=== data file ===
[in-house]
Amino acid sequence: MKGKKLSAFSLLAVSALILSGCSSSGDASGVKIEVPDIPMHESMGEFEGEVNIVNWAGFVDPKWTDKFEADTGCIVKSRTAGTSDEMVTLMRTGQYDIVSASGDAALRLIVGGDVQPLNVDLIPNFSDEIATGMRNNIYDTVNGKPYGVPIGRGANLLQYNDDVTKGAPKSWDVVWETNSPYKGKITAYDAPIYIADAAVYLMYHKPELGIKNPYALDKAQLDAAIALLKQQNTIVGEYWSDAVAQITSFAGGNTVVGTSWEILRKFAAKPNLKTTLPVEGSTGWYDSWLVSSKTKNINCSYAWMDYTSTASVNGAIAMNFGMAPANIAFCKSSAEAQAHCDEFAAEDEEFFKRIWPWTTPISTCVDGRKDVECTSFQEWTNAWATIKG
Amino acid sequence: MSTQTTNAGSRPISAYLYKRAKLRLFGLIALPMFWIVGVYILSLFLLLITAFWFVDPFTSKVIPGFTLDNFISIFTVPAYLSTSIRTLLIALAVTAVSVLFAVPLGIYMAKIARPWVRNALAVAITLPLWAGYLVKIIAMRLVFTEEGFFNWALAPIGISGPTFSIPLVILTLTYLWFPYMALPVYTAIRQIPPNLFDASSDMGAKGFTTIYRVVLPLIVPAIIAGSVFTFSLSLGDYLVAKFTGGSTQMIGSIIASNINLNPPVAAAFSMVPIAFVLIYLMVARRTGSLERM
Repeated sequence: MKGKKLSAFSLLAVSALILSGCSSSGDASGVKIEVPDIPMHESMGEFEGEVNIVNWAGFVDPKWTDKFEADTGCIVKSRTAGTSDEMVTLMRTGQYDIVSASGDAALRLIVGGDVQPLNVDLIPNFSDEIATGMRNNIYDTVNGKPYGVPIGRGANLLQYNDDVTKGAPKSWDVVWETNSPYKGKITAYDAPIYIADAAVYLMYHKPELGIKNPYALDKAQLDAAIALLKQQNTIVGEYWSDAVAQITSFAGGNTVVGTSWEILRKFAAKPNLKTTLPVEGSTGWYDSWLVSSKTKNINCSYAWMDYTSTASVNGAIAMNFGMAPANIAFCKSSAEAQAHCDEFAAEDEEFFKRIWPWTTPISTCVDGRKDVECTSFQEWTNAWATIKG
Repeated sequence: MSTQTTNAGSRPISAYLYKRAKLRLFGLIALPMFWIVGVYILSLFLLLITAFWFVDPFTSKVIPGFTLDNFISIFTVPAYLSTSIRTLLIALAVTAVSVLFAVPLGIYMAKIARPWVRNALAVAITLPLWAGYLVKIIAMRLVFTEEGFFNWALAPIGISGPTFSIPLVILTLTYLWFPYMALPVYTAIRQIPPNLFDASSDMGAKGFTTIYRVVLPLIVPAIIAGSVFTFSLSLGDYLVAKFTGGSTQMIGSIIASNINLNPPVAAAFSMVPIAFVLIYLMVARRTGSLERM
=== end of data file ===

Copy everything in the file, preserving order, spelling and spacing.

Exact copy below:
[in-house]
Amino acid sequence: MKGKKLSAFSLLAVSALILSGCSSSGDASGVKIEVPDIPMHESMGEFEGEVNIVNWAGFVDPKWTDKFEADTGCIVKSRTAGTSDEMVTLMRTGQYDIVSASGDAALRLIVGGDVQPLNVDLIPNFSDEIATGMRNNIYDTVNGKPYGVPIGRGANLLQYNDDVTKGAPKSWDVVWETNSPYKGKITAYDAPIYIADAAVYLMYHKPELGIKNPYALDKAQLDAAIALLKQQNTIVGEYWSDAVAQITSFAGGNTVVGTSWEILRKFAAKPNLKTTLPVEGSTGWYDSWLVSSKTKNINCSYAWMDYTSTASVNGAIAMNFGMAPANIAFCKSSAEAQAHCDEFAAEDEEFFKRIWPWTTPISTCVDGRKDVECTSFQEWTNAWATIKG
Amino acid sequence: MSTQTTNAGSRPISAYLYKRAKLRLFGLIALPMFWIVGVYILSLFLLLITAFWFVDPFTSKVIPGFTLDNFISIFTVPAYLSTSIRTLLIALAVTAVSVLFAVPLGIYMAKIARPWVRNALAVAITLPLWAGYLVKIIAMRLVFTEEGFFNWALAPIGISGPTFSIPLVILTLTYLWFPYMALPVYTAIRQIPPNLFDASSDMGAKGFTTIYRVVLPLIVPAIIAGSVFTFSLSLGDYLVAKFTGGSTQMIGSIIASNINLNPPVAAAFSMVPIAFVLIYLMVARRTGSLERM
Repeated sequence: MKGKKLSAFSLLAVSALILSGCSSSGDASGVKIEVPDIPMHESMGEFEGEVNIVNWAGFVDPKWTDKFEADTGCIVKSRTAGTSDEMVTLMRTGQYDIVSASGDAALRLIVGGDVQPLNVDLIPNFSDEIATGMRNNIYDTVNGKPYGVPIGRGANLLQYNDDVTKGAPKSWDVVWETNSPYKGKITAYDAPIYIADAAVYLMYHKPELGIKNPYALDKAQLDAAIALLKQQNTIVGEYWSDAVAQITSFAGGNTVVGTSWEILRKFAAKPNLKTTLPVEGSTGWYDSWLVSSKTKNINCSYAWMDYTSTASVNGAIAMNFGMAPANIAFCKSSAEAQAHCDEFAAEDEEFFKRIWPWTTPISTCVDGRKDVECTSFQEWTNAWATIKG
Repeated sequence: MSTQTTNAGSRPISAYLYKRAKLRLFGLIALPMFWIVGVYILSLFLLLITAFWFVDPFTSKVIPGFTLDNFISIFTVPAYLSTSIRTLLIALAVTAVSVLFAVPLGIYMAKIARPWVRNALAVAITLPLWAGYLVKIIAMRLVFTEEGFFNWALAPIGISGPTFSIPLVILTLTYLWFPYMALPVYTAIRQIPPNLFDASSDMGAKGFTTIYRVVLPLIVPAIIAGSVFTFSLSLGDYLVAKFTGGSTQMIGSIIASNINLNPPVAAAFSMVPIAFVLIYLMVARRTGSLERM